How auto-darkening helmets protect Warwick High welders.
Before we tell you why the 45 welding helmets we funded are safer, do you realize Warwick is one of the few high schools in the county where students learn basic welding skills?
Warwick senior Colby Richard sees the class as preparation for a career goal. “I’m going into mechanical engineering and thought it would be beneficial to have some welding knowledge and experience.”
For many students, it’s the first step into the welding field, either directly after high school or after more intensive training at schools like Thaddeus Stevens College or Lancaster Career and Technology Center.
Right now in Pennsylvania, there are 1,796 job opportunities in welding through indeed.com alone. Our state ranks among America’s top five in the highest number of working welders.
“A whole host of employers right here in Lancaster County are looking for welders,” says Brad McClain, the Warwick welding teacher. “High Steel, Astro Machine Works, and a number of others are hiring our students.
“Our primary focus is teaching all the basic skills in four types of welding: MIG, TIG, stick, and oxy-acetylene as well as plasma cutting.”
Why auto-darkening helmets are the professional choice.
All welders need protection from intense ultra-violet and infrared radiation without sacrificing work-surface visibility. Professional welders protect their eyes and head with an auto-darkening helmet.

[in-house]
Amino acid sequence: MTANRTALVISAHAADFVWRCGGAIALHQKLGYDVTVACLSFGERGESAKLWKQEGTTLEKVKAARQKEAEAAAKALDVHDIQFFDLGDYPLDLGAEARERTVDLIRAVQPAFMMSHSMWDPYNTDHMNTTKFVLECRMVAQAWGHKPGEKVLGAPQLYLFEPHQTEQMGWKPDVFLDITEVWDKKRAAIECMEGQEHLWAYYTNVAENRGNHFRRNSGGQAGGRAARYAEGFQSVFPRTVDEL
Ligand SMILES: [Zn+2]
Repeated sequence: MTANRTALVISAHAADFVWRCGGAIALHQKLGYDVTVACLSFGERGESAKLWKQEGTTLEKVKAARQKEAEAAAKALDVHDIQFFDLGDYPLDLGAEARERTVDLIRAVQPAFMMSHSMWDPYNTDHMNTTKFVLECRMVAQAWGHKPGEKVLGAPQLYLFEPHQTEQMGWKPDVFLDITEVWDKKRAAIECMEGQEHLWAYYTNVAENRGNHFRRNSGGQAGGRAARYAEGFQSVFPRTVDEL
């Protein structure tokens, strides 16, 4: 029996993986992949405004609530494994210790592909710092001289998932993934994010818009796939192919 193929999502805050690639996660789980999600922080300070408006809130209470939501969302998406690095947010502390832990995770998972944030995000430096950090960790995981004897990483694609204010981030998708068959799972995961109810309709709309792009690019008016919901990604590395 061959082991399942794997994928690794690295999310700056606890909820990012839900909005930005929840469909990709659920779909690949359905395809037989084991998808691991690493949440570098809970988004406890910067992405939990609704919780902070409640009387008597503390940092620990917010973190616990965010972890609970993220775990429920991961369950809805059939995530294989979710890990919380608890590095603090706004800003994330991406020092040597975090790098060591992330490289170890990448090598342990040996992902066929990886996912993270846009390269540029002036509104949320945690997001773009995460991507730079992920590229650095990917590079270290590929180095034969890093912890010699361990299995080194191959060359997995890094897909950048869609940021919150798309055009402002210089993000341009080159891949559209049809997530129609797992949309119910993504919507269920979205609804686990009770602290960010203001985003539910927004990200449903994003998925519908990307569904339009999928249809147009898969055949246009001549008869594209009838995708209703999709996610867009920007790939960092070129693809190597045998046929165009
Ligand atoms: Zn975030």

The old-style fixed-shade helmets required a clumsy two-step prep: push up the dark face shield to see what you’re about to do, then nod your head to snap the shield back in place. At that moment, you’re blind until your torch lights up the metals you’re joining.
That’s changed at Warwick High School. The auto-darkening helmet eliminates the head snap and assures welding students both visibility and protection. The lens lets in plenty of illumination “so you can see to line up your weld and make sure you’re ready to go,” explains Colby Richard.
“The instant you strike an arc, the lens automatically goes black so you don’t flash yourself in the face.” And the brilliant light from the torch illuminates the joint you’re welding.
Warwick welding students now work with 45 automatic-darkening helmets funded by the Warwick Education Foundation. An extra margin of safety your giving made possible.
Beyond the safety advantage, students who aren’t fumbling with equipment learn more in a shorter period of time with less wasted motion and less wasted material. This is especially important because there’s so much to cover in a one-semester course.
In 2015, Brad McClain requested the first 10 auto-darkening helmets. But his course proved so popular that enrollment more than doubled to over 50 students. The Foundation stepped up and funded 16 more auto-darks in May of 2021.
With Covid still prevalent, sharing helmets was no longer an option. Rather than use an old fixed-shade helmet, Brad told us, “a number of students took it upon themselves to make a personal investment and get their own auto-darkening helmet. It’s great to see students that interested, but I’d love to provide these helmets to every student who comes through our program.”
Once again, through the power of your giving, we were there to help. In November of 2021, we awarded $1,767 to buy 19 more auto-darkening helmets.
Brad McClain takes great satisfaction in keeping his students safe and seeing them make practical use of their new welding skills. His course is one more doorway to success in life for Warwick students.
It’s one more reason we believe donating to the Warwick Education Foundation is the best investment you can make in the future of our community.